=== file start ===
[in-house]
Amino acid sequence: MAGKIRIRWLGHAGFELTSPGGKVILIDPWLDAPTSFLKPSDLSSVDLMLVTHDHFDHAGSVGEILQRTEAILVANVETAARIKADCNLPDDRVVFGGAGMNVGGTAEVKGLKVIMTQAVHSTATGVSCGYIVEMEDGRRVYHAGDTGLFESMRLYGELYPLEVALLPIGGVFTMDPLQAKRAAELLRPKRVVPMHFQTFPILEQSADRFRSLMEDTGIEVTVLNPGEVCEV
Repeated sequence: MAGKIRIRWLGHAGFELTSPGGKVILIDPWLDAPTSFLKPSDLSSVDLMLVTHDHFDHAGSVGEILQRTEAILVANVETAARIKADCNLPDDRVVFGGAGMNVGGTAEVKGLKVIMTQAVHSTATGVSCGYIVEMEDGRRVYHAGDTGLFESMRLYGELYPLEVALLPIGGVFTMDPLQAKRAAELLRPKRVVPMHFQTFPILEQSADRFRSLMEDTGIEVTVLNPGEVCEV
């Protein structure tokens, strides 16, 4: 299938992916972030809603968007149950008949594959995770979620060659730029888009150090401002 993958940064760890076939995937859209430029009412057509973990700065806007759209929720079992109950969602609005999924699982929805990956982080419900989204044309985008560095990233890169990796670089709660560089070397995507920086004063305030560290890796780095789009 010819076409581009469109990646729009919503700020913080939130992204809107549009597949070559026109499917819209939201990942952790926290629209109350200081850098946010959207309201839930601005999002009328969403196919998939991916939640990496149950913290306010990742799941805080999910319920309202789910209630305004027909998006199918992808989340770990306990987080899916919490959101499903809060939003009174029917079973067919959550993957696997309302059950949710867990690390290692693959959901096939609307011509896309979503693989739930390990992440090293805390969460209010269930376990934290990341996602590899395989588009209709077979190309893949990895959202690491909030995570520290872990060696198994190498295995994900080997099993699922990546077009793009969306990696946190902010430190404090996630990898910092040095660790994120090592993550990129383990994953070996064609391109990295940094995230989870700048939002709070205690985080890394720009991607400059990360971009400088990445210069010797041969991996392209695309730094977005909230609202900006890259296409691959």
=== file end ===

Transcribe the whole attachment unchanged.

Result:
[in-house]
Amino acid sequence: MAGKIRIRWLGHAGFELTSPGGKVILIDPWLDAPTSFLKPSDLSSVDLMLVTHDHFDHAGSVGEILQRTEAILVANVETAARIKADCNLPDDRVVFGGAGMNVGGTAEVKGLKVIMTQAVHSTATGVSCGYIVEMEDGRRVYHAGDTGLFESMRLYGELYPLEVALLPIGGVFTMDPLQAKRAAELLRPKRVVPMHFQTFPILEQSADRFRSLMEDTGIEVTVLNPGEVCEV
Repeated sequence: MAGKIRIRWLGHAGFELTSPGGKVILIDPWLDAPTSFLKPSDLSSVDLMLVTHDHFDHAGSVGEILQRTEAILVANVETAARIKADCNLPDDRVVFGGAGMNVGGTAEVKGLKVIMTQAVHSTATGVSCGYIVEMEDGRRVYHAGDTGLFESMRLYGELYPLEVALLPIGGVFTMDPLQAKRAAELLRPKRVVPMHFQTFPILEQSADRFRSLMEDTGIEVTVLNPGEVCEV
């Protein structure tokens, strides 16, 4: 299938992916972030809603968007149950008949594959995770979620060659730029888009150090401002 993958940064760890076939995937859209430029009412057509973990700065806007759209929720079992109950969602609005999924699982929805990956982080419900989204044309985008560095990233890169990796670089709660560089070397995507920086004063305030560290890796780095789009 010819076409581009469109990646729009919503700020913080939130992204809107549009597949070559026109499917819209939201990942952790926290629209109350200081850098946010959207309201839930601005999002009328969403196919998939991916939640990496149950913290306010990742799941805080999910319920309202789910209630305004027909998006199918992808989340770990306990987080899916919490959101499903809060939003009174029917079973067919959550993957696997309302059950949710867990690390290692693959959901096939609307011509896309979503693989739930390990992440090293805390969460209010269930376990934290990341996602590899395989588009209709077979190309893949990895959202690491909030995570520290872990060696198994190498295995994900080997099993699922990546077009793009969306990696946190902010430190404090996630990898910092040095660790994120090592993550990129383990994953070996064609391109990295940094995230989870700048939002709070205690985080890394720009991607400059990360971009400088990445210069010797041969991996392209695309730094977005909230609202900006890259296409691959």